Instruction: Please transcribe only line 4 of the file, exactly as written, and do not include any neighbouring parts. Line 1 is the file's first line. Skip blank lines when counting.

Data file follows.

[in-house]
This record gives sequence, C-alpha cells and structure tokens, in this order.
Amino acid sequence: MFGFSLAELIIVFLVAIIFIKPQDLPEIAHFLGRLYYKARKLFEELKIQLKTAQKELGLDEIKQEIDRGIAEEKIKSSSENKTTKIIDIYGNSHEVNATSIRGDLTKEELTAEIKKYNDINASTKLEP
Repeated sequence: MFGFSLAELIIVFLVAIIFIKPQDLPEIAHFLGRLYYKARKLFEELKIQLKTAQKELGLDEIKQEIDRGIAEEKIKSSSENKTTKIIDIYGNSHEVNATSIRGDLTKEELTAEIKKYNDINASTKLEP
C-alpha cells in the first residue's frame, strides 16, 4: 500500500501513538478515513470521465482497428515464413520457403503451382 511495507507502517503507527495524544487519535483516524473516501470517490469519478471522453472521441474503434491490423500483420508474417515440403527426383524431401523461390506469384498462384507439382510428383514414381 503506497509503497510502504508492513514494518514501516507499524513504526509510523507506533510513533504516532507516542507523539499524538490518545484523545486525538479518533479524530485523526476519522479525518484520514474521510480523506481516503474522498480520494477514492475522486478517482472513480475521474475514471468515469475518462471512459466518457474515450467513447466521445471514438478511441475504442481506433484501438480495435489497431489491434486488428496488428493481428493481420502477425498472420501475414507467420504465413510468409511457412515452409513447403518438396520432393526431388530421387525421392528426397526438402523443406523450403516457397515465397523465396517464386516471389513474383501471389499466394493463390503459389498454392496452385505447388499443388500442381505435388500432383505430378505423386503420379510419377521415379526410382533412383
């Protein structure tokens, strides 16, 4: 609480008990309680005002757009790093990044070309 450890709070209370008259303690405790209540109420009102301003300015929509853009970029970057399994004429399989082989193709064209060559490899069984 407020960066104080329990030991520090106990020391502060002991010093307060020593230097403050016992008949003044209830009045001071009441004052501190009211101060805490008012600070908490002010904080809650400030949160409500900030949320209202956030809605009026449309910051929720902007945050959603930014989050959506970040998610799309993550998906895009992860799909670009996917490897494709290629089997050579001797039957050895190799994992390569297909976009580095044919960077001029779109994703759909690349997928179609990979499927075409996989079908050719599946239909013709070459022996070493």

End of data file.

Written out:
Repeated sequence: MFGFSLAELIIVFLVAIIFIKPQDLPEIAHFLGRLYYKARKLFEELKIQLKTAQKELGLDEIKQEIDRGIAEEKIKSSSENKTTKIIDIYGNSHEVNATSIRGDLTKEELTAEIKKYNDINASTKLEP